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I found an article on the Omniglot website that states that the Image Recall technique is a good method to learn a new language. It also states that software like Rosetta Stone use this technique.

The idea is that you look at images and hear the native word for that image at the same time, thus developing a mental association between the two. If successful, when you attempt to recall the word at a later date, the image will appear in your mind and affirm the correct choice of word.

My question is that what advantage does this learning method have over other traditional classroom learning methods?

Update from comments: By other traditional classroom learning methods I mean the method where a person teaches a language by using stories, poems, essays (with a meaning in our native lang) and conducting speech competitions, etc...

  • @AlexA. By Traditional Classroom learning I mean the method where a person teaches a language by using stories, poems, essays (with a meaning in our native lang) and conducting speech competitions, etc... – Kolappan Nathan Apr 5 '16 at 18:38
  • @KolappanNathan Please edit the question with your additional information. Also are you limiting the scope to only vocabulary building, or learning a language in general? – user3169 Apr 6 '16 at 2:39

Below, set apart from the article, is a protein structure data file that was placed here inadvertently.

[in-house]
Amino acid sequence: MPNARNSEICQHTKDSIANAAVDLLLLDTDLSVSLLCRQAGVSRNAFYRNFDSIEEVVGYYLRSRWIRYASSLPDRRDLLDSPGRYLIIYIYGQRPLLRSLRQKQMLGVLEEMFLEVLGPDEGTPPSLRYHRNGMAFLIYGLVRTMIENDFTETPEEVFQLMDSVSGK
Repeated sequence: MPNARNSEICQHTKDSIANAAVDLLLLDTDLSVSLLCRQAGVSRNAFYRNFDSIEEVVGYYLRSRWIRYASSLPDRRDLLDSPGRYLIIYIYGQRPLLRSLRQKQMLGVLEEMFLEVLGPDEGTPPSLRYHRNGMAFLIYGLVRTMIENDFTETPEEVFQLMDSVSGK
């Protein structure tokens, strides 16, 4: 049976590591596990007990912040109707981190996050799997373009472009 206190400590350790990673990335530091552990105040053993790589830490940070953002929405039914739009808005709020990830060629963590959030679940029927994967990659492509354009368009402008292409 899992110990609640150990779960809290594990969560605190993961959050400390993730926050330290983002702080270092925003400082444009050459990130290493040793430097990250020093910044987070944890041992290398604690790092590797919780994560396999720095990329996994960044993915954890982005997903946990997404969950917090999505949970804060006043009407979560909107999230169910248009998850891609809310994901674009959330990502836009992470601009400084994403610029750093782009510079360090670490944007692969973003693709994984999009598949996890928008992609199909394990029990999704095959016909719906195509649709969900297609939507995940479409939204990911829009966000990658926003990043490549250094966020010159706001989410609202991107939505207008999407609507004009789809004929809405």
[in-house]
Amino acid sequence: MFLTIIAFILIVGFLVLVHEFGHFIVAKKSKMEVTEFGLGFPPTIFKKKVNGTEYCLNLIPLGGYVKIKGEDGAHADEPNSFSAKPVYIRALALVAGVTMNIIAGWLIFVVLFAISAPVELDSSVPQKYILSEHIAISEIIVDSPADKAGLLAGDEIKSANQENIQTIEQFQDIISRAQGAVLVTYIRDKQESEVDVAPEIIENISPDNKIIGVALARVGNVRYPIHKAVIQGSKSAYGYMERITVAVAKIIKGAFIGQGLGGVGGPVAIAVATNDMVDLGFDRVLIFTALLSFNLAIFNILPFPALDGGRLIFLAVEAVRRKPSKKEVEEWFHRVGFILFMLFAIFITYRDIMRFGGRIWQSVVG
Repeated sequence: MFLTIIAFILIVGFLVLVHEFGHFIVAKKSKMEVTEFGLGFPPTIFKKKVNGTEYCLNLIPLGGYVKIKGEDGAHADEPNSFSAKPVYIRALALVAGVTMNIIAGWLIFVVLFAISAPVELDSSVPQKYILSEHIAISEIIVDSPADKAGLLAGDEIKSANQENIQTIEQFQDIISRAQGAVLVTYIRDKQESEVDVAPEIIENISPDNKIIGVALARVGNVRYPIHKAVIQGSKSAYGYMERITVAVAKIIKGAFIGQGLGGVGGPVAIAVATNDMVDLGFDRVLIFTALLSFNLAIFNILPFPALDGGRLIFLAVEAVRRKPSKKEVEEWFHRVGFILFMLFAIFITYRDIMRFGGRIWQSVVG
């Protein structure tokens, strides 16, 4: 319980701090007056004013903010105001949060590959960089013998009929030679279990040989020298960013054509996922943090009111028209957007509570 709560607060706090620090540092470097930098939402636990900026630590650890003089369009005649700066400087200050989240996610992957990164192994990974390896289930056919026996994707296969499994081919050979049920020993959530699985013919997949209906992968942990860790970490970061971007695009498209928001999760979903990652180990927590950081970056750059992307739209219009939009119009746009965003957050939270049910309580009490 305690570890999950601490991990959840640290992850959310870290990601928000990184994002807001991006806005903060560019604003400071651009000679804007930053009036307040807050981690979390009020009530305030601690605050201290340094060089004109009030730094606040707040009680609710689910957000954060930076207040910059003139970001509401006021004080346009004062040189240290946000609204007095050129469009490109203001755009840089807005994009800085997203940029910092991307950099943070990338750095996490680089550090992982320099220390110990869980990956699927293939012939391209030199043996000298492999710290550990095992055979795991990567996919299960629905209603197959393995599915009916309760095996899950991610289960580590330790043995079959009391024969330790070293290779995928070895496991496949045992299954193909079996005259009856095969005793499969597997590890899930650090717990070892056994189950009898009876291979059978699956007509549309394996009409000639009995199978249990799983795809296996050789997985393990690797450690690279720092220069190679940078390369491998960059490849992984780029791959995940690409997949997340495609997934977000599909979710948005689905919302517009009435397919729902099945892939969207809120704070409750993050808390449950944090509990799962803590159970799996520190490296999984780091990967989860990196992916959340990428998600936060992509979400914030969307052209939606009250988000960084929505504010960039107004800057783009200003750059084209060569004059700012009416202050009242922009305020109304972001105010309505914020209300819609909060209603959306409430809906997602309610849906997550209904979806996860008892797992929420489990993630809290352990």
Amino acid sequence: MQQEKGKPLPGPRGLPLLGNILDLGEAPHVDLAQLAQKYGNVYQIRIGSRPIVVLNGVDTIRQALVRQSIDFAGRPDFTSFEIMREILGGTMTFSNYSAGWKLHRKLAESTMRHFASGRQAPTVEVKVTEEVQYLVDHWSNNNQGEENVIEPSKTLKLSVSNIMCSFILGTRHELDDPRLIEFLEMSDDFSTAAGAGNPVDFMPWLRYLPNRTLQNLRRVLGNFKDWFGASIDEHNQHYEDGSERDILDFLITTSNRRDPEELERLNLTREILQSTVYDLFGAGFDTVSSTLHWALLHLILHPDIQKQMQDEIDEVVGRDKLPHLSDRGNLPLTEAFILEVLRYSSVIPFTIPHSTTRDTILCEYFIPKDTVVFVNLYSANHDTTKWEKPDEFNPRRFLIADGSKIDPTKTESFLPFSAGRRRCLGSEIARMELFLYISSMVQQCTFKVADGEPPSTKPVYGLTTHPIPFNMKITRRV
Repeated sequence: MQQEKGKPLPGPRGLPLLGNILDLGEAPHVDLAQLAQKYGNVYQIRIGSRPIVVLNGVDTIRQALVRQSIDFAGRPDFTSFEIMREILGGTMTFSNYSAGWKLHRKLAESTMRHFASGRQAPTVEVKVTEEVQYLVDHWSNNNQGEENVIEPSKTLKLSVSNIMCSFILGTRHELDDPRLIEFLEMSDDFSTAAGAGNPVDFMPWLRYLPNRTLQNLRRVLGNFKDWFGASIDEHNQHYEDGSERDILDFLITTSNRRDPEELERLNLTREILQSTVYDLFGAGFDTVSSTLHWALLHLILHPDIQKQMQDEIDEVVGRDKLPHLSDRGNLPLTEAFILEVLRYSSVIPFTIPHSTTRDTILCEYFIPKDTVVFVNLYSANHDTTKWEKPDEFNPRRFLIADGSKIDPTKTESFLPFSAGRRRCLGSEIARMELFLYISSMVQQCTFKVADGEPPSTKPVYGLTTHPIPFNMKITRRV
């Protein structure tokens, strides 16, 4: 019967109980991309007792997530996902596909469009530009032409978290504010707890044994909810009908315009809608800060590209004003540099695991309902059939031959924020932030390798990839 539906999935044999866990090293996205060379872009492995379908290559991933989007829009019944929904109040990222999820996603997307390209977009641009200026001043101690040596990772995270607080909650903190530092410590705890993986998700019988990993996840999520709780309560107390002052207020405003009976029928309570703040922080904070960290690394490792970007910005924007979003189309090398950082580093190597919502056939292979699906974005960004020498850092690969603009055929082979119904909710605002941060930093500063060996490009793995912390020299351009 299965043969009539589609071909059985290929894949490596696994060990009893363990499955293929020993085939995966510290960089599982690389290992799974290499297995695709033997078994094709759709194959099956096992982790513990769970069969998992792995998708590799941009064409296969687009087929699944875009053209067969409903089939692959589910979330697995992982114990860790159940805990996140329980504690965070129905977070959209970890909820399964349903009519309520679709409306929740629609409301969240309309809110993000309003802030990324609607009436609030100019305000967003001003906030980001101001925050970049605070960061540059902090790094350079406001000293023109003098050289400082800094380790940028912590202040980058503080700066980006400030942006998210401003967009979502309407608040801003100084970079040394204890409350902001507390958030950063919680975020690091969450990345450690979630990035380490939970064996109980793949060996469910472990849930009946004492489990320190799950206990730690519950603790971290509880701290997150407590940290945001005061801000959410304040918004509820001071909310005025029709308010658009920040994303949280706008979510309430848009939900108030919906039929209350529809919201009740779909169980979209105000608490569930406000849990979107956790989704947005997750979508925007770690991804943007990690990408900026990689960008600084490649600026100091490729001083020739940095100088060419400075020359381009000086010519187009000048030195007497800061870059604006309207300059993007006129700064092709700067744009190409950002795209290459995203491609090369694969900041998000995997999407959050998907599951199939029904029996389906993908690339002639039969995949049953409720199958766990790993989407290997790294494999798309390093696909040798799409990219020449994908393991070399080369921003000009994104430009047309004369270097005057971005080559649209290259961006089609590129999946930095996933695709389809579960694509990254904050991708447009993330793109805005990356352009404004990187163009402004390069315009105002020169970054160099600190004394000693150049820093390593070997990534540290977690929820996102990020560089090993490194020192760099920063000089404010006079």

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    Please add the additional details of your request to your question. See Comments are temporary "Post-It" notes left on a question or answer., and if deleted in the future the additional information will be lost. – user3169 Apr 6 '16 at 19:25
  • The image recall technique is a method for learning vocabulary. Standard classroom learning teaches a variety of different language skills. I'm my own school time learning vocabulary was commonly assigned as homework. – Christian Apr 20 '16 at 10:18
  • The "image recall technique" has been part of the various teaching techniques used within the classroom for ages, so I do not get the point of your question. – Laure Apr 20 '16 at 13:49
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You learn images faster than words. So associating images with their respective word helps people learn the word faster.

In this article, it states:

A large body of research indicates that visual cues help us to better retrieve and remember information. The research outcomes on visual learning make complete sense when you consider that our brain is mainly an image processor (much of our sensory cortex is devoted to vision), not a word processor. In fact, the part of the brain used to process words is quite small in comparison to the part that processes visual images.

Basically, your brain was built to remember images a lot faster than words, which can take quite a while. For example, you might remember a restaurant's name after seeing its logo, which is taken in and stored by the brain as a visual. This type of association between images and words can help others retrieve the correct words faster. This also will help with retention and comprehension:

Based upon research outcomes, the effective use of visuals can decrease learning time, improve comprehension, enhance retrieval, and increase retention.

This is usually why lots of people are visual learners: because they learn by associating images with the correct terms, and images are stored as memory faster.

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